Should we blog about things we don’t sell?

pablo-5By Christoph Trappe, Chief Storyteller at the Authentic Stoytelling Project and IMA Internet Marketer of the Year

Yes.

We should tell the stories that are most relevant to our audiences – whomever they might be. If the story is of relevance to them and if we have expertise in the area we absolutely should share what we know.

Why wouldn’t be? Blogging and social media are always about sharing our expertise with our communities (aka target audiences). Whether or not we sell a particular service is irrelevant.

I blog about things all the time that I don’t directly sell services for. All my blog posts have some relation to authentic storytelling, social media, content marketing and my thoughts and (I hope) expertise in the particular topic at hand.

I knew I was doing it right when a while back somebody who connected with me through my blog said to me in an offline conversation:

“I love your blog. It’s so relevant. What do you do as a job, though?”

“Get hired by organizations just like yours to help them do what I (for the most part) blog about.”

That’s content marketing! It’s about sharing super relevant stories first, connect to each other and then at some point you may potentially buy services from each other. When those services are relevant, people will buy because you’ve established that trust over time.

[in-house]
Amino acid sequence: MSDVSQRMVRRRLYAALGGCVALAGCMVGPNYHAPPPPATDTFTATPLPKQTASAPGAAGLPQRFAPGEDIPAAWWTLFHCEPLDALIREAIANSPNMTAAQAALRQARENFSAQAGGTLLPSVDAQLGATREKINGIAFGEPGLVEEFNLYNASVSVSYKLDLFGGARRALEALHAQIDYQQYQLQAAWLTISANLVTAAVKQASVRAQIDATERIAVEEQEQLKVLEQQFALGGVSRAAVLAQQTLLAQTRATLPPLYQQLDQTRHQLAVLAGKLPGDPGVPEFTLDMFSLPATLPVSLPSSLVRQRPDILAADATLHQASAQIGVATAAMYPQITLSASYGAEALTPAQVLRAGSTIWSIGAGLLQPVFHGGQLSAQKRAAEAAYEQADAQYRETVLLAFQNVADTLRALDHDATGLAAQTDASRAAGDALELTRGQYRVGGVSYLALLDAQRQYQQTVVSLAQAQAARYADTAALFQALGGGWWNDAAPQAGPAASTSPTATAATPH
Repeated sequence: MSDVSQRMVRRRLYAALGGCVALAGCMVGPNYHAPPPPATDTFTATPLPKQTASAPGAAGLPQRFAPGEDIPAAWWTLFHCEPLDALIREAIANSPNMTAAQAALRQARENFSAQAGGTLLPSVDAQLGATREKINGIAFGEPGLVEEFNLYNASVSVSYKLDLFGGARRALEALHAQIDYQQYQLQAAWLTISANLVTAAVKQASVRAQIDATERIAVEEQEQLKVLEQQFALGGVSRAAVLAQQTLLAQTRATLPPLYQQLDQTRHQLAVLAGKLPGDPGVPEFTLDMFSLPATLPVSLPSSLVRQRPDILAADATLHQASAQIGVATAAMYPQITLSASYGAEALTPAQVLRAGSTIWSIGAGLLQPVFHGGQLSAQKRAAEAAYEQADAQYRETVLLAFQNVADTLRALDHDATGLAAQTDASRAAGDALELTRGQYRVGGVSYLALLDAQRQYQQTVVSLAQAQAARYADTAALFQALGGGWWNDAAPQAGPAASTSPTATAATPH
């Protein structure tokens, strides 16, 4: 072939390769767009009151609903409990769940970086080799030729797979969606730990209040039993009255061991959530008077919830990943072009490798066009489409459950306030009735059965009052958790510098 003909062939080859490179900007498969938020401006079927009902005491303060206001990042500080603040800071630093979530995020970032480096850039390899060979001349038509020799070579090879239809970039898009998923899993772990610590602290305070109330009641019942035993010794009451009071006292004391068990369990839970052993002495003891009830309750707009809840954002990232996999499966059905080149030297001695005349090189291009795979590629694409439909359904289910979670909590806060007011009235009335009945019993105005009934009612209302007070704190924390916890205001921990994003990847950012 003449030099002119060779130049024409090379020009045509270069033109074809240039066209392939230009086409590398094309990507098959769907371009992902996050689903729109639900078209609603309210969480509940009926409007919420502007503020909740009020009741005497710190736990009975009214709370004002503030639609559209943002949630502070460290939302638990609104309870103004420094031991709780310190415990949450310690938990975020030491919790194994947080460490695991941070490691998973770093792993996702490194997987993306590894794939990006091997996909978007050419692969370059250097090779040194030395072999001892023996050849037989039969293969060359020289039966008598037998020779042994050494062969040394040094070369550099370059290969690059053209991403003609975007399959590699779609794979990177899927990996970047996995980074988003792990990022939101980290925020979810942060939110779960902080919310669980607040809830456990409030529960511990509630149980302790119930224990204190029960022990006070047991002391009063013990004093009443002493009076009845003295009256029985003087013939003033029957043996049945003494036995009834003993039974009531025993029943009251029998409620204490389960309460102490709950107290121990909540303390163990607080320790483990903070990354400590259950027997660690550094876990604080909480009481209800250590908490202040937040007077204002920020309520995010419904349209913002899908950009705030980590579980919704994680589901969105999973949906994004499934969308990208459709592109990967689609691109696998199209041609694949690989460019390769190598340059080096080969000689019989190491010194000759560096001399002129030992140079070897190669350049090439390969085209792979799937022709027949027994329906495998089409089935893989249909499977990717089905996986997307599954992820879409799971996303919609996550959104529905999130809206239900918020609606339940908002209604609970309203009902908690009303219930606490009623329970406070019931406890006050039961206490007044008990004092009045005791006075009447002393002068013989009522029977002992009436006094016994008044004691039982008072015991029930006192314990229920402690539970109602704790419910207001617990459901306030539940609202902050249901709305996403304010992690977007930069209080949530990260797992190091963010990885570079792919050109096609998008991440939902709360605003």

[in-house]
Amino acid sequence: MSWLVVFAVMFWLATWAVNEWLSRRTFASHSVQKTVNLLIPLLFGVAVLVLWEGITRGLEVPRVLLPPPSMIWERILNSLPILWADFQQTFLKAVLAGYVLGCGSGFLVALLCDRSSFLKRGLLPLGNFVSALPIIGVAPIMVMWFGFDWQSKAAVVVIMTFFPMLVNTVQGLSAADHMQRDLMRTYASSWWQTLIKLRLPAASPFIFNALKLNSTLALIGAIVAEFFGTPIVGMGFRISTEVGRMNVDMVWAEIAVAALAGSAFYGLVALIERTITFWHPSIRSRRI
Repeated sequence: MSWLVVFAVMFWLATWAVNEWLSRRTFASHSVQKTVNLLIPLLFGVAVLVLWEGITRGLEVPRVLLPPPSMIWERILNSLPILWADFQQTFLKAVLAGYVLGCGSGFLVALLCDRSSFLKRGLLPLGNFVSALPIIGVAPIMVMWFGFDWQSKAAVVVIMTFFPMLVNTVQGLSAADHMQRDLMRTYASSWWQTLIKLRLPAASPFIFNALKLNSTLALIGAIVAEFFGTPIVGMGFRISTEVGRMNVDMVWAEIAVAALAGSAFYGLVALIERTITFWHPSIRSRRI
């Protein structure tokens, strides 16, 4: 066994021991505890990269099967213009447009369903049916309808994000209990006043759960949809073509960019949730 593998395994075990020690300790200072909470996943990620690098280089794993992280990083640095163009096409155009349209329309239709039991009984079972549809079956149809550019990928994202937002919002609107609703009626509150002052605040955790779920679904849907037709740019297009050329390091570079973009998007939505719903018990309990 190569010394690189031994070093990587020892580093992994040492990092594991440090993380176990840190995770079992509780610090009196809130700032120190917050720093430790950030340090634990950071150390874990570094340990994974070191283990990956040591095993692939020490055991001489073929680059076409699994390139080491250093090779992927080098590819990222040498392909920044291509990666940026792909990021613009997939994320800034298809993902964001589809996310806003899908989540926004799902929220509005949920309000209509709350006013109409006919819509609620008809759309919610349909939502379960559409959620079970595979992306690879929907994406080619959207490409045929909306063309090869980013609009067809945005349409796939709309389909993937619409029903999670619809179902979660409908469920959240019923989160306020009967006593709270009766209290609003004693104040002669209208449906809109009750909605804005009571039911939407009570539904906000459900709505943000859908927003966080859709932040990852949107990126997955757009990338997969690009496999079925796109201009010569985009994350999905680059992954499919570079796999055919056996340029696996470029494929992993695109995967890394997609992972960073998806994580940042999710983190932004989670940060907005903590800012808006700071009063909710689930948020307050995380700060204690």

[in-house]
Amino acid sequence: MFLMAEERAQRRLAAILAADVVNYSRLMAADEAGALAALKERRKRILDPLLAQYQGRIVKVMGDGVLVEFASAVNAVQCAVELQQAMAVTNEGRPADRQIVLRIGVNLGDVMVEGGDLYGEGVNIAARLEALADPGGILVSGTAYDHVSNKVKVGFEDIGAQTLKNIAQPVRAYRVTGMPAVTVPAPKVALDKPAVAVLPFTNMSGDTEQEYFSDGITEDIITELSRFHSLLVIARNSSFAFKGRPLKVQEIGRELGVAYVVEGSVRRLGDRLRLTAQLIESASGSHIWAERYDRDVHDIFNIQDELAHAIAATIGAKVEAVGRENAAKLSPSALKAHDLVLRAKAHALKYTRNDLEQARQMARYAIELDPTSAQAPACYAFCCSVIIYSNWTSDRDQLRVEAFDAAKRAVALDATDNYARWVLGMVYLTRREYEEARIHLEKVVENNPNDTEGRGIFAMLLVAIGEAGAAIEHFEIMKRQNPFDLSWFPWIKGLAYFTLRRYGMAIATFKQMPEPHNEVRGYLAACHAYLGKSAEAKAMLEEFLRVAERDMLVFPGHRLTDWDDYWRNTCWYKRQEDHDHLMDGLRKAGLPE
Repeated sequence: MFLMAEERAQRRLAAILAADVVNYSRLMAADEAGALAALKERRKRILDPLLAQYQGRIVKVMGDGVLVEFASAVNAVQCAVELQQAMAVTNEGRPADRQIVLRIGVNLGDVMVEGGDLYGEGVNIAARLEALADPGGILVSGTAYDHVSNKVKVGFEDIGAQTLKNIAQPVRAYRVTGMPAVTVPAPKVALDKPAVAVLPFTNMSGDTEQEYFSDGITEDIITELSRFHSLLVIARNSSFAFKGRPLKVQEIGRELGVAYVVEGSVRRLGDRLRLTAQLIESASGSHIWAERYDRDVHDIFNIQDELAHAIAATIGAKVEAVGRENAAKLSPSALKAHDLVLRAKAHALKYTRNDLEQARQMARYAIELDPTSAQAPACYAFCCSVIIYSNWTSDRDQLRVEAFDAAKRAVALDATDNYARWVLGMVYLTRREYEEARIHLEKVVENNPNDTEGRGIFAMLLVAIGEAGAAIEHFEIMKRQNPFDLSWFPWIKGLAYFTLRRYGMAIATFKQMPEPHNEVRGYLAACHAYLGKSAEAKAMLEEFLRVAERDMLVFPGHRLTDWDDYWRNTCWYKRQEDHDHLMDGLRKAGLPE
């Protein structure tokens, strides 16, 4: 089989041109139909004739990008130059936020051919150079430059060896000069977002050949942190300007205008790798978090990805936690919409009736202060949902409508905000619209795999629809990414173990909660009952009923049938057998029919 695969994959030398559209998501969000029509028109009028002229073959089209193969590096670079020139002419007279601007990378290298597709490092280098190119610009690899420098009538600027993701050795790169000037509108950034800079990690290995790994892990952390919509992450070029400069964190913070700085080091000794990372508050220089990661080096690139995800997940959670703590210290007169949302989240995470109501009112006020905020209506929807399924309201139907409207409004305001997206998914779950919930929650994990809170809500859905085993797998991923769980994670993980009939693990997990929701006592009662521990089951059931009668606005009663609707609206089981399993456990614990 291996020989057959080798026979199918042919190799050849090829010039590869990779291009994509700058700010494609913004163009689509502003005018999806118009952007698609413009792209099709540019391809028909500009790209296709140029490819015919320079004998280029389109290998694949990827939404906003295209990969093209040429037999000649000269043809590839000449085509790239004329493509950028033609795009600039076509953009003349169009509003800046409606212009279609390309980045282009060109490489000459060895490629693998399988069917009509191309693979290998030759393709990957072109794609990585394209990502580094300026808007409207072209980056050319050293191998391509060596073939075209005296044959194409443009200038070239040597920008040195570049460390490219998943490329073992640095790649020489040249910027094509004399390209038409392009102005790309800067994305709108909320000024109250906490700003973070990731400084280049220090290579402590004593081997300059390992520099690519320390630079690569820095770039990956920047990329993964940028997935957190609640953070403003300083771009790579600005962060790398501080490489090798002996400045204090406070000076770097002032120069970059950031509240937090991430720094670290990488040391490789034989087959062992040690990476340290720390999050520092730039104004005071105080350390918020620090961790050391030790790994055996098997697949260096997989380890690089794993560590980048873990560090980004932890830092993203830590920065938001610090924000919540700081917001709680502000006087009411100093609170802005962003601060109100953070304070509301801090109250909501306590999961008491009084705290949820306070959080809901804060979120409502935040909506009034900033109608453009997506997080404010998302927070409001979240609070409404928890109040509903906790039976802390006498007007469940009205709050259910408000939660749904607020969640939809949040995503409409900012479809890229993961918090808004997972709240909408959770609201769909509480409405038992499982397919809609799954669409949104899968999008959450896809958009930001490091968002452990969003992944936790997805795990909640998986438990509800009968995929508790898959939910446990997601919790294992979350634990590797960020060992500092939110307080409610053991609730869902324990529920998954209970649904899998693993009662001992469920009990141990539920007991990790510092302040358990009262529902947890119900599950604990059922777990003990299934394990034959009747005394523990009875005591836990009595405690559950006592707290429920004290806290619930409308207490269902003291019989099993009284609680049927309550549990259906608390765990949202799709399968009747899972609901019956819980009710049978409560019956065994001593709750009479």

Selling online and through content is a long-term process and it’s not actually about directly selling right now. In fact, I’ve said before that I believe that journalists make such great content marketers is because they can distance themselves from the selling aspect.

When journalists report stories, they don’t think about advertising or how many papers will be sold. They think about the story at hand. How to share it fairly and accurately and whether or not they might be missing some facts and have to call another person to complete the story.

Some marketers on the other hand use terms like: state of the art, innovative, the best and other superlatives that make us tune out because they aren’t believable coming from them anyway.

We should think wisely as we consider what content to produce and what calls to action are relevant, but it’s not only about the call to action and getting people to do something. Calls to action are just fine when they are meaningful to the reader. If the only call to action a big red button that’s offering your main service, that’s not a customized call to action based on content.

From my experience across dozens of projects I can say this: The best and most relevant stories are produced when we think about the call to action early on to help us focus some. But then it’s set aside and content producers focus on shaping the best and most relevant story for the reader.

Content producers are humans, too, and as humans we focus on the things we focus on. So, if we focus on the sale, we sell. If we focus on the story, we focus on that.

 

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